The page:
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Integrity Waste (IW) is full service waste management company that specializes in collection and disposal of organic waste. Based in Novato, California, Integrity Waste has implemented programs to handle waste in Foster City, San Rafael, Concord, and Union City.
I recently spoke with Ron Falcon, the company’s CEO, about IW’s services. He told me that IW sorts residential waste and recycling so that harmful organic waste does not end up in landfills. To the extent recyclable materials are in the waste stream, the company also removes those, so each respective stream is “cleaner” and “less contaminated.”
IW’s business model involves teaming with municipalities to manage and dispose of organic waste, recyclables, and/or compostables in accordance with local requirements. IW trains employees to separate the waste.
One of the important and underserved markets for these services, according to Falcon, is multi-family apartment communities. For these and other residential communities, IW provides doorstep valet collection of waste, where the residents place the waste materials out at the allotted time and the company collects them, removes recyclables and organic waste, and takes the materials to the proper locations.
Alternatively, IW places bins on site in the residential community. Each resident can get a compost pail and take the waste to the proper locations. In such arrangements, IW manages the waste at the point of disposal.
When asked about intellectual property, Falcon admitted the company hasn’t thought much about branding. However, IW does have an attractive logo (top), and Falcon told me a new one is nearly ready for release. He didn’t provide a copy of the new design, but said it includes a man with a pail that looks like a toolbox.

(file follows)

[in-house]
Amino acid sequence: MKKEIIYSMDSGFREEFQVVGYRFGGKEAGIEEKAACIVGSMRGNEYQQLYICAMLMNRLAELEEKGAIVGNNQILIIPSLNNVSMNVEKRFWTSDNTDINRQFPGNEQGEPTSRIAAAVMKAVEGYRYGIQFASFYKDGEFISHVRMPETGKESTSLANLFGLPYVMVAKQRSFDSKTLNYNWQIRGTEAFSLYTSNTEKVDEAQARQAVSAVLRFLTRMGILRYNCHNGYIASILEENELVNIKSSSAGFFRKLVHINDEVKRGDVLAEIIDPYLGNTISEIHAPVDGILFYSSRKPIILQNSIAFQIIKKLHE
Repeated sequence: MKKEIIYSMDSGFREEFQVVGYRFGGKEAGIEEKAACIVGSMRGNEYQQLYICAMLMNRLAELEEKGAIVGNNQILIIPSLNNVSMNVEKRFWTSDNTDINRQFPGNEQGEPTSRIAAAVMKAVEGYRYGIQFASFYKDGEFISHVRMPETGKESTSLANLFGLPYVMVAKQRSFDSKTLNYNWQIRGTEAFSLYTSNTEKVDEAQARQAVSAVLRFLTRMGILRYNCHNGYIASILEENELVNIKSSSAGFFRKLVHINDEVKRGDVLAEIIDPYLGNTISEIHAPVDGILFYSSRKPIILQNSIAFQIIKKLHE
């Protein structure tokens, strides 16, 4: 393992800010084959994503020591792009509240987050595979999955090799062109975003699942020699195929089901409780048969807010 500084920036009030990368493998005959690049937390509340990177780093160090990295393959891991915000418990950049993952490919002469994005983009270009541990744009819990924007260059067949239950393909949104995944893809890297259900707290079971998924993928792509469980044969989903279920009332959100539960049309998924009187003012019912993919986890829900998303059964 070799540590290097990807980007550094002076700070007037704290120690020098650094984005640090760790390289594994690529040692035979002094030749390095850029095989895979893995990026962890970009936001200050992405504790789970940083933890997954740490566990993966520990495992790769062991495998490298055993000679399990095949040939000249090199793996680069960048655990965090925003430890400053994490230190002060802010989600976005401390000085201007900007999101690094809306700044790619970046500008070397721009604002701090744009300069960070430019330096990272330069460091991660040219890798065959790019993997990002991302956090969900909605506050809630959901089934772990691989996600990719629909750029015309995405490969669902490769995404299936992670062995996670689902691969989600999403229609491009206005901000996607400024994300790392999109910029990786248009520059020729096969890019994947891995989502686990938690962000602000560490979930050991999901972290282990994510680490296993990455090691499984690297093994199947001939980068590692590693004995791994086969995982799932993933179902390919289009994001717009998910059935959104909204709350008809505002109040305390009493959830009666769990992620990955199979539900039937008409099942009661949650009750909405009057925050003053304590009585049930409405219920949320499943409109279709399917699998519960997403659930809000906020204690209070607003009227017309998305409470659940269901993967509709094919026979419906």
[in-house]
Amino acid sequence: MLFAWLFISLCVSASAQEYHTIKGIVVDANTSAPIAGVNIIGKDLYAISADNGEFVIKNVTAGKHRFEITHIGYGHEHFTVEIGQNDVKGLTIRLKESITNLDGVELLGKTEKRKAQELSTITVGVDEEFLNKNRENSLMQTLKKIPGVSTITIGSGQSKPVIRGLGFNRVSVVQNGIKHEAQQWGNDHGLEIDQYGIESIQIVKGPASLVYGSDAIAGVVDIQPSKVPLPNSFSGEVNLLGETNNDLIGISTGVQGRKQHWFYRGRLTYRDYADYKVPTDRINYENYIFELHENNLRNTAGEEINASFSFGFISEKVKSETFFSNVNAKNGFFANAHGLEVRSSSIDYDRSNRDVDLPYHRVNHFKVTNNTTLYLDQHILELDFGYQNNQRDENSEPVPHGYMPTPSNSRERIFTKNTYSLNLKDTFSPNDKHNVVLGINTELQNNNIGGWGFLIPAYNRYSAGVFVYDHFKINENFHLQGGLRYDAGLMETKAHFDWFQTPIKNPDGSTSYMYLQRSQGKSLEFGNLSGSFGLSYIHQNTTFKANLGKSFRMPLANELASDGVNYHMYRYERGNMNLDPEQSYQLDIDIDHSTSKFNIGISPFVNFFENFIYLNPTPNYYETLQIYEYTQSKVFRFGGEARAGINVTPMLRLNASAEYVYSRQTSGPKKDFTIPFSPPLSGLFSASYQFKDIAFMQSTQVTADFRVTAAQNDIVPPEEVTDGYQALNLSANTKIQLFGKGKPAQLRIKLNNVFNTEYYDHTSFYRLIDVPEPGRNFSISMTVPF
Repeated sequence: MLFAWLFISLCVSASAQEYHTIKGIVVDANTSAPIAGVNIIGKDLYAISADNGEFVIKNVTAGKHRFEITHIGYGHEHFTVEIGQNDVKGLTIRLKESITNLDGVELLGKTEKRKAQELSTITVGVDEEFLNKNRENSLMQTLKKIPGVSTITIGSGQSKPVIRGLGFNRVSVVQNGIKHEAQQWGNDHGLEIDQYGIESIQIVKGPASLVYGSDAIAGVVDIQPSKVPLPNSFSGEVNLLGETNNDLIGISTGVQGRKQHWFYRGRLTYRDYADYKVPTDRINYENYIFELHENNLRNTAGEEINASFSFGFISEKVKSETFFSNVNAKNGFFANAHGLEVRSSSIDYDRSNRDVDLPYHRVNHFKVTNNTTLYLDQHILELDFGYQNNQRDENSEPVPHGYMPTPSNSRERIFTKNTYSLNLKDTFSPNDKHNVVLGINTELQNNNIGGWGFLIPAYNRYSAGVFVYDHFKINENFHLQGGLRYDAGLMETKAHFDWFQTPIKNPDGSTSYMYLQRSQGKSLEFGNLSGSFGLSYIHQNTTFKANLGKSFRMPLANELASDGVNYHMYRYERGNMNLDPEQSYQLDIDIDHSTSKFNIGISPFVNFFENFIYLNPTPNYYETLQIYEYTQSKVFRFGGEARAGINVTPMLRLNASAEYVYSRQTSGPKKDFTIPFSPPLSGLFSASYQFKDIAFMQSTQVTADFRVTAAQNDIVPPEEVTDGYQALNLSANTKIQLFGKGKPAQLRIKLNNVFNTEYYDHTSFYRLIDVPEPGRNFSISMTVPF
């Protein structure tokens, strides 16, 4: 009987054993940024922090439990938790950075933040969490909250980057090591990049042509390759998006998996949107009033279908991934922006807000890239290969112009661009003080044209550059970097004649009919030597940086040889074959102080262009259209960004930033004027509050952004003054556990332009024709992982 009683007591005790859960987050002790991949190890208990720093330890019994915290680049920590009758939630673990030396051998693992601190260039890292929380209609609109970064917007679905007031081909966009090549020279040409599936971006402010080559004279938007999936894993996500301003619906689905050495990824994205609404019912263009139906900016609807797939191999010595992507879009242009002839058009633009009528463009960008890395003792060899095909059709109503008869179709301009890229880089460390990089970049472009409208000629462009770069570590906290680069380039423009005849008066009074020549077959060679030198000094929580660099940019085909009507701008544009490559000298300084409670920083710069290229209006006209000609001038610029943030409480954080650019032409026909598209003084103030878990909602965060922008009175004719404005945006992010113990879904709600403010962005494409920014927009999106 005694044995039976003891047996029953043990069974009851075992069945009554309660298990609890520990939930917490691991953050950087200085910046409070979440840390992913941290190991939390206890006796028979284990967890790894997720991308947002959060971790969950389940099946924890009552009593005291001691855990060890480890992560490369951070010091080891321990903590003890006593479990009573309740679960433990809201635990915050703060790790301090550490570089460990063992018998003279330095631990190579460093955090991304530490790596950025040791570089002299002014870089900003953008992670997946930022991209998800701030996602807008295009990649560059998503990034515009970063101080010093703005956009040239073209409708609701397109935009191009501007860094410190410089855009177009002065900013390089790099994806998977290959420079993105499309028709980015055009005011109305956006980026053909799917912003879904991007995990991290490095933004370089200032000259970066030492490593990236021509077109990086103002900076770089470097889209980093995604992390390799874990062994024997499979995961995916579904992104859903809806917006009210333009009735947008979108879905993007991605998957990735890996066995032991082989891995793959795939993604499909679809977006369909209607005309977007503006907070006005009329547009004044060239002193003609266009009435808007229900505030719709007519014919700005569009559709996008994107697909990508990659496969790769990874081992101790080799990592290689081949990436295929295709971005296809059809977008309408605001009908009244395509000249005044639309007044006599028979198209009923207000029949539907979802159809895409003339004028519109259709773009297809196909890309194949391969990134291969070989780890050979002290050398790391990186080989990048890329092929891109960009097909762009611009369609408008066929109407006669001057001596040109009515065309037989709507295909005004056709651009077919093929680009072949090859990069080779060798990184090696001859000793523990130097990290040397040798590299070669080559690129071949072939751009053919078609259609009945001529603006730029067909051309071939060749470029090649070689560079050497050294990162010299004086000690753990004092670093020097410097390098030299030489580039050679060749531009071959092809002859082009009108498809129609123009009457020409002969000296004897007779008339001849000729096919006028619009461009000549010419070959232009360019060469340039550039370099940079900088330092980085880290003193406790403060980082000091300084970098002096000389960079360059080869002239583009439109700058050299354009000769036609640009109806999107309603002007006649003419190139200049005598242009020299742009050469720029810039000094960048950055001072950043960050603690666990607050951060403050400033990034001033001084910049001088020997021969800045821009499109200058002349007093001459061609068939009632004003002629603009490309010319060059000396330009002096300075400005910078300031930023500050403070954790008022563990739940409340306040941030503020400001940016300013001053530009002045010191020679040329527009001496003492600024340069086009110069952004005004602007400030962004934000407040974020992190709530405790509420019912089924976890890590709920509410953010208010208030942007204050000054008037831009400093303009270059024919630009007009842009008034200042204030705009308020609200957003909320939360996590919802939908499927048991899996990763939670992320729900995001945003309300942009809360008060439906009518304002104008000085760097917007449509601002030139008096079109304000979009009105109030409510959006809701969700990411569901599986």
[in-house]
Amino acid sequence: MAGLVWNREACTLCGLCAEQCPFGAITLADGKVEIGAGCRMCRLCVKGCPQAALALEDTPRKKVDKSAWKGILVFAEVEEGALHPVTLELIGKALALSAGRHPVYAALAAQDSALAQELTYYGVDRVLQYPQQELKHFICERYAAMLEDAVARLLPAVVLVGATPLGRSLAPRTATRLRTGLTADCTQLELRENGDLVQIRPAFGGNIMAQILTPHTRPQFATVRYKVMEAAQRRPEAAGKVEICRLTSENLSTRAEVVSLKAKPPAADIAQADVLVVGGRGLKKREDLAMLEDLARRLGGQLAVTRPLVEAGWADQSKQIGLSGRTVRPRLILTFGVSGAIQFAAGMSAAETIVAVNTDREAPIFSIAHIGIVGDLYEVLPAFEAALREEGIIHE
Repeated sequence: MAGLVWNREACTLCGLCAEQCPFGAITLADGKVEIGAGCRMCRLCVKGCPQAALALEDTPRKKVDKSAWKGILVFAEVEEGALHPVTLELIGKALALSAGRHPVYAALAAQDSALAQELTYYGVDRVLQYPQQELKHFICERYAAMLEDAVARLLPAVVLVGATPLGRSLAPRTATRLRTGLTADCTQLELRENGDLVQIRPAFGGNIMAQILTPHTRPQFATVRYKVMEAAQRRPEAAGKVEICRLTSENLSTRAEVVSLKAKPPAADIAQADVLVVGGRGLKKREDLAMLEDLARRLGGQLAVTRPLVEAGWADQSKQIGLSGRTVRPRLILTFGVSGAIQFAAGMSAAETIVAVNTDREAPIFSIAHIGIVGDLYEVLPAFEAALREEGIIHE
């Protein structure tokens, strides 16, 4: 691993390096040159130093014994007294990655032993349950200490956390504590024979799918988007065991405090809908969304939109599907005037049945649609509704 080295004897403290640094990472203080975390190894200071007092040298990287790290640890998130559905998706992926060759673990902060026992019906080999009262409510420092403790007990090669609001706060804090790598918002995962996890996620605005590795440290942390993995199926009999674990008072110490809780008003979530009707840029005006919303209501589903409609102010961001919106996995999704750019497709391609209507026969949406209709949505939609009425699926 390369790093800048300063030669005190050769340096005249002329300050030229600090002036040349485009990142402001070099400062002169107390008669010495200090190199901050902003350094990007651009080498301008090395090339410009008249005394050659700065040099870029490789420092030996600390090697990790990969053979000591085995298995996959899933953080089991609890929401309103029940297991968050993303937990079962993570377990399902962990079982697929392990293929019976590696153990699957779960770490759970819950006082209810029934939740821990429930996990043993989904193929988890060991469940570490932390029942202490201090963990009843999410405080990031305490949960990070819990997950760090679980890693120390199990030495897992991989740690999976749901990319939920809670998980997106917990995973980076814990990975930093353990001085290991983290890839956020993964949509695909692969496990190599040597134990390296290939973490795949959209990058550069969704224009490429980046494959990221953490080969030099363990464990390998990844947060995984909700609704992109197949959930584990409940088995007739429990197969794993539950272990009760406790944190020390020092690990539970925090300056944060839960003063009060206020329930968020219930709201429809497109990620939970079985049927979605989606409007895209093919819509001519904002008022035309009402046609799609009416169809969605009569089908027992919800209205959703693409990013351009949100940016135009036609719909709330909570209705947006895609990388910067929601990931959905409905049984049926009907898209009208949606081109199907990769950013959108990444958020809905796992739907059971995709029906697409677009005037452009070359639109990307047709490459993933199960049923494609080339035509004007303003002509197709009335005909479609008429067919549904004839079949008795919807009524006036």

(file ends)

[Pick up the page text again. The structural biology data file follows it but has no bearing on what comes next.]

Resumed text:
One major issue IW has to be aware of is communicating clearly exactly what services it provides and the environmental benefits conferred. Accordingly, the company is “very careful” about what it says. Falcon said they “underpromise and overdeliver” in their communications and services.
Instead of claiming absolute numbers or percentages of organic waste properly disposed of or of recyclables actually recycled, the company communicates ranges of pounds diverted from landfill. Last year, for example, IW helped clients divert 600,000-725,000 pounds of waste in Northern California alone.
He also noted that the company’s activities are monitored by the municipalities, by the waste haulers, and by the multifamily residences.
Falcon noted that despite the existence of recycling programs, IW’s services are sorely needed. Even in communities that have recycling programs, multi-family residences don’t have recycling bins, he said. “This is the future.”
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